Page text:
Five Underreported Stories That Inspired Me This Week
by Dax-Devlon Ross
In a nutshell, the Port Authority of New York/New Jersey forced a toll hike to pay for the new World Trade Center project. It elected to propose the hike on the eve of the ten-year anniversary of 9/11 knowing that few would have the will to contest it given the emotional and moral implications. AAA, which was savvy enough to wait until the 9/11 festivities died down, is charging the PANYNJ with violating the Commerce Clause by impeding interstate commerce. Making bridge and tunnel users, many of whom are not New Yorkers, pay for an New York project could be unconstitutional if the Port Authority’s main purpose for raising the tolls is to pay for commercial real-estate development that has little to nothing to do with the bridges, tunnels or roadways. It’s a clever, spirited, last-ditch effort, and it may not have the desired effect, but it does shine the light on the PANYNJ at a time when Americans from all walks are struggling to make ends meet.
Muslim cab drivers in New York won the right to veto the placement of racy ads on their cabs. The gist of their complaint was that the ads are offensive and embarrassing. “If you’re a taxi driver who owns his or her own car, you take it home, your neighbors see it,” said Taxi & Limousine Commissioner David Yassky. This is a pretty big deal. Of late New York cab drivers have been organizing themselves and standing up for their rights in an unprecedented way. This new ruling may seem minor to most of us, but it isn’t. In an effort to bring more dignity to their profession, cab drivers are asserting their right to have some say-so over their labor and their self-representation. In the broader scheme, the victory is a direct challenge to the assumption that cabs are free game for advertisements.
In a time when union labor, the backbone of the middle class, is under unrelenting assault, GM workers have struck what’s being called by most observers a favorable deal with the company. The new labor contract will award $5,000 bonuses to the 48,500 workers, preserve benefits, ensure (some) wage increases, reopen plants and create thousands of new jobs. Is it perfect? No. Is is encouraging? Without a doubt. What’s more, GM’s two and a half year turnaround is directly attributable to the much-maligned Obama administration. Said UAW President Bob King, “[L]et’s be completely clear about this: None of this would have been possible without the efforts of President Obama, who invested federal funds to help turn the company around, protect the auto supplier base and keep good-paying jobs in America.”
Forget that it’s about sports and college for moment. Forget the cynicism you probably feel about the sports industry in general. The piece, though long, is a must read for anyone who cares about the value of human labor. Big time college sports is a business built on and justified by the same power relations that built slavery. It’s that simple. We all sort of know it, but Branch does the reporting to tie it all together. The key parts of the piece for me:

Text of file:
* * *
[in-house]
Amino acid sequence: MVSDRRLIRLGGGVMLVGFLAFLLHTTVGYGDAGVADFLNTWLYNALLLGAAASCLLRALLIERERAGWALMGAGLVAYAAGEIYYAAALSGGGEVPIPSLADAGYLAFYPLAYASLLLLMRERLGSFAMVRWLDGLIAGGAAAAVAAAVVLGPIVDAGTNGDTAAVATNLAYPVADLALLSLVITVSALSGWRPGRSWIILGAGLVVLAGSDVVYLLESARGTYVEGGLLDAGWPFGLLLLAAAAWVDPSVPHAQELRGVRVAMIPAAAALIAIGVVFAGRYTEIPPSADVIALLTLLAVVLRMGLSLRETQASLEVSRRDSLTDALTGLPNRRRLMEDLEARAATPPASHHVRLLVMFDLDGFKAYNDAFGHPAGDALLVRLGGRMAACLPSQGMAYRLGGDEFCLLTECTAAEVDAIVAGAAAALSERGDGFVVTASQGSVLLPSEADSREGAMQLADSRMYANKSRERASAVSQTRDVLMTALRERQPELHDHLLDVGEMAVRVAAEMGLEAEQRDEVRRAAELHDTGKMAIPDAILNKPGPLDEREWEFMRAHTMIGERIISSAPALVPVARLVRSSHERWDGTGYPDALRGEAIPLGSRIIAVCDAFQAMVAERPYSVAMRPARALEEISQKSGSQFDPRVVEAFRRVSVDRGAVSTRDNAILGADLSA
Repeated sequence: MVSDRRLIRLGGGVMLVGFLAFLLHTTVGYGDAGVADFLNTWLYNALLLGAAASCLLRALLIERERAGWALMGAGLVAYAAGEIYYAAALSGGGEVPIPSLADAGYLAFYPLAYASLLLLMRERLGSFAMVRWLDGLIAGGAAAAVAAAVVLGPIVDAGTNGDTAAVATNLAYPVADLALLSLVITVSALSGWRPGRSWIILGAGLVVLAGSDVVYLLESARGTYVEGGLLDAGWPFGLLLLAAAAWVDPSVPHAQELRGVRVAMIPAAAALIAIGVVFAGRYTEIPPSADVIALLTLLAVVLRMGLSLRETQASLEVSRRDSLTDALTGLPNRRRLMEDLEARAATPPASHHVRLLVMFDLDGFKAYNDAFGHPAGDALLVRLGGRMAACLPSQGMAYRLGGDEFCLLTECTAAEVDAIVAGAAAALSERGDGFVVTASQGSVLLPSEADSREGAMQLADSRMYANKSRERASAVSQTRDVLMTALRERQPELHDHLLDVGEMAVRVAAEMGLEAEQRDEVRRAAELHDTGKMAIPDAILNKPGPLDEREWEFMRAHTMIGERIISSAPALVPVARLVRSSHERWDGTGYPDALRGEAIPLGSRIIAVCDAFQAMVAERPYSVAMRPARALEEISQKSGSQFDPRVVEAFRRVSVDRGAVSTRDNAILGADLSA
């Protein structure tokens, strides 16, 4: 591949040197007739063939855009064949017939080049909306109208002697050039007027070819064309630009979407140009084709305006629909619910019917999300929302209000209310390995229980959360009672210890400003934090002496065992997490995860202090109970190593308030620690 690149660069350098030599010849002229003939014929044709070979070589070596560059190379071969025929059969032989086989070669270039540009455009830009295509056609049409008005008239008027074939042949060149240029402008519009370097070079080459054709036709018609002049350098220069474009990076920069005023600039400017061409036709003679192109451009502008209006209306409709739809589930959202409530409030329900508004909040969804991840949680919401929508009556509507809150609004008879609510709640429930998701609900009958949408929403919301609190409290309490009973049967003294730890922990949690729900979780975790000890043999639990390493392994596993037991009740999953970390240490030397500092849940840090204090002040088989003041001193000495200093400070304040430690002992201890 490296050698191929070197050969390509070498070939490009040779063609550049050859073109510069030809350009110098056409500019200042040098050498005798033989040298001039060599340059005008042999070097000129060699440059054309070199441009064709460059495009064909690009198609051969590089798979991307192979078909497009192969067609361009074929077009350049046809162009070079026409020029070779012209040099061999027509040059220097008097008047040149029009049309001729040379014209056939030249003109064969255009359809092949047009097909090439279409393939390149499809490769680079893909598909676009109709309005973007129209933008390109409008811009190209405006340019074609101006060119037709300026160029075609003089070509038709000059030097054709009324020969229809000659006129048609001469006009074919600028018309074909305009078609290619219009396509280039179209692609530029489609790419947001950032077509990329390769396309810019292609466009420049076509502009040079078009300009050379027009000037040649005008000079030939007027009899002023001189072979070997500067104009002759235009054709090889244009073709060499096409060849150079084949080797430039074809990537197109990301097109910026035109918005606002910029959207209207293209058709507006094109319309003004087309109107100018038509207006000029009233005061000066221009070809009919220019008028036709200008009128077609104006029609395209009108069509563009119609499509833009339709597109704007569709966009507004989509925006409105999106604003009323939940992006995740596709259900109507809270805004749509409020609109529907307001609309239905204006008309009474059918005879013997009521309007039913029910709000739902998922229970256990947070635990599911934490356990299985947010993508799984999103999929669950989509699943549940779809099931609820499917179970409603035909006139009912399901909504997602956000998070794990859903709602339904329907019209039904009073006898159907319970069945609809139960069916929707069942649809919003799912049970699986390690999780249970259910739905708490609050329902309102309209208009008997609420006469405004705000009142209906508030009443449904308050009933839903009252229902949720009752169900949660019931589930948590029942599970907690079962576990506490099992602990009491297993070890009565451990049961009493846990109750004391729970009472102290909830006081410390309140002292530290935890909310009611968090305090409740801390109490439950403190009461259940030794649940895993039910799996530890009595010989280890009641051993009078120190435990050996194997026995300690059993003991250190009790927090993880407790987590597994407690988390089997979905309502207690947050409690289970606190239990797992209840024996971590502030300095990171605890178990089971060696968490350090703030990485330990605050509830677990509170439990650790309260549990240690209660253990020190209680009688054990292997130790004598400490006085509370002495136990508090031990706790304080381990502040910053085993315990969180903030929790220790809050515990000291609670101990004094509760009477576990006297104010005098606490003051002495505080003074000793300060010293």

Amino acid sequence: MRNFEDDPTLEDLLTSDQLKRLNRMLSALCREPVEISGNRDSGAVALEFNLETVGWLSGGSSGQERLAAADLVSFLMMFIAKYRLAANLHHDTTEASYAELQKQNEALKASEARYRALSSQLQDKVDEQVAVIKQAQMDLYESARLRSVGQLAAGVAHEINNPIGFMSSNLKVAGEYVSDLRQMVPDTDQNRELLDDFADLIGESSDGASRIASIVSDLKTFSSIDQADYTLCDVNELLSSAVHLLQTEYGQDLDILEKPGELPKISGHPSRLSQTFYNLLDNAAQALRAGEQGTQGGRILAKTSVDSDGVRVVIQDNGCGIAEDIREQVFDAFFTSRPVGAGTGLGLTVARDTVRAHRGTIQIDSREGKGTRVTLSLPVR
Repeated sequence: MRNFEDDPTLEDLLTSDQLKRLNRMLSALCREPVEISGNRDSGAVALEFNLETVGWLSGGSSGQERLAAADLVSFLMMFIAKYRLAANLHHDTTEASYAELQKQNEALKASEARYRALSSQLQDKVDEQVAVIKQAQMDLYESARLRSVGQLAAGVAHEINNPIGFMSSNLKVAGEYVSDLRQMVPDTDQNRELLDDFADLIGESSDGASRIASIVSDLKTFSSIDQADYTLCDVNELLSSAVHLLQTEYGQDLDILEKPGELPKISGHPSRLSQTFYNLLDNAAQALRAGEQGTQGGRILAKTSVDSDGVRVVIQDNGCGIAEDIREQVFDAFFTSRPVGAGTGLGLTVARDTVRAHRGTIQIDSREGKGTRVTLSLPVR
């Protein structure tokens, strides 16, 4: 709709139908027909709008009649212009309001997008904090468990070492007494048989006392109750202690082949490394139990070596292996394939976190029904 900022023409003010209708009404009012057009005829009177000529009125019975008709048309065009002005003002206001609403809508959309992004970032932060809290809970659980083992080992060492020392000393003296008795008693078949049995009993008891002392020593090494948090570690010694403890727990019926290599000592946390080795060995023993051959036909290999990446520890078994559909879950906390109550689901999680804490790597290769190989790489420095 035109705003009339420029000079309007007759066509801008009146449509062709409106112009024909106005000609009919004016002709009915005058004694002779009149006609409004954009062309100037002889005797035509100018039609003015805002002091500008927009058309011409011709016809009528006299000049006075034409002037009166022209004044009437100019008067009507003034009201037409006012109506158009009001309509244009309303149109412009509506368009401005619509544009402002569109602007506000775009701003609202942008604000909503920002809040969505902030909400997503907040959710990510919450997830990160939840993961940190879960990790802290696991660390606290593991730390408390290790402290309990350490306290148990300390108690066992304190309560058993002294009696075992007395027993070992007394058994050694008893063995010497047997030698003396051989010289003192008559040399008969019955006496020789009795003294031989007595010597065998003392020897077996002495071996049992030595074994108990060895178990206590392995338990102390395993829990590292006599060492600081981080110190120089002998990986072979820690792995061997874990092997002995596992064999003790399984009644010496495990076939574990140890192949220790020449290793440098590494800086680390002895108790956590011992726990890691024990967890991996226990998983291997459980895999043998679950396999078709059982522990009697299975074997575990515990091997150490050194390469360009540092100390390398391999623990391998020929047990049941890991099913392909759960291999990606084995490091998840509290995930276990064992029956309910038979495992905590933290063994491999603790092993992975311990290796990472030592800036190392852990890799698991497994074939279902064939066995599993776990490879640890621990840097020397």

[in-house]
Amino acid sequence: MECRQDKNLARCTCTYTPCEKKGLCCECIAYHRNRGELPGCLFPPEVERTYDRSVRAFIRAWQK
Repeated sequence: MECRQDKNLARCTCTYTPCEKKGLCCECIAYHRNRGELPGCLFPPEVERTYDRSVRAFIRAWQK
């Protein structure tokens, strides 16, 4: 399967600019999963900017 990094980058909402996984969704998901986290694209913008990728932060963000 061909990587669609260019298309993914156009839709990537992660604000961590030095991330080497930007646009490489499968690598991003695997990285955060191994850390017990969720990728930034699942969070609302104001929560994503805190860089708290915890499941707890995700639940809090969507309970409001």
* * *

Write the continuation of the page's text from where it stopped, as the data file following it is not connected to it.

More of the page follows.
- The term student-athlete was deliberately ambiguous. College players were not students at play (which might understate their athletic obligations), nor were they just athletes in college (which might imply they were professionals). That they were high-performance athletes meant they could be forgiven for not meeting the academic standards of their peers; that they were students meant they did not have to be compensated, ever, for anything more than the cost of their studies. Student-athlete became the NCAA’s signature term, repeated constantly in and out of courtrooms.
- Last year, CBS Sports and Turner Broadcasting paid $771 million to the NCAA for television rights to the 2011 men’s basketball tournament alone. That’s three-quarters of a billion dollars built on the backs of amateurs—on unpaid labor. The whole edifice depends on the players’ willingness to perform what is effectively volunteer work.
- Last year, Electronic Arts paid more than $35 million in royalties to the NFL players union for the underlying value of names and images in its pro football series—but neither the NCAA nor its affiliated companies paid former college players a nickel.
- Without logic or practicality or fairness to support amateurism, the NCAA’s final retreat is to sentiment. The Knight Commission endorsed its heartfelt cry that to pay college athletes would be “an unacceptable surrender to despair.” Many of the people I spoke with while reporting this article felt the same way. “I don’t want to pay college players,” said Wade Smith, a tough criminal lawyer and former star running back at North Carolina. “I just don’t want to do it. We’d lose something precious.”
Sparked by social networking and the spirit of protest spreading across the globe, The U.S. Day of Rage’s plan to occupy Wall Street may have been curbed by NYPD and ignored by most of the mainstream press, but it is a hopeful glimmer of pissedofness in an remarkably passive moment. Citing corruption and greed, among other gripes, the USDOR seeks to foment a movement that rolls back the corporatization of politics and restores the core principle of democracy: “One citizen. One dollar. One vote.”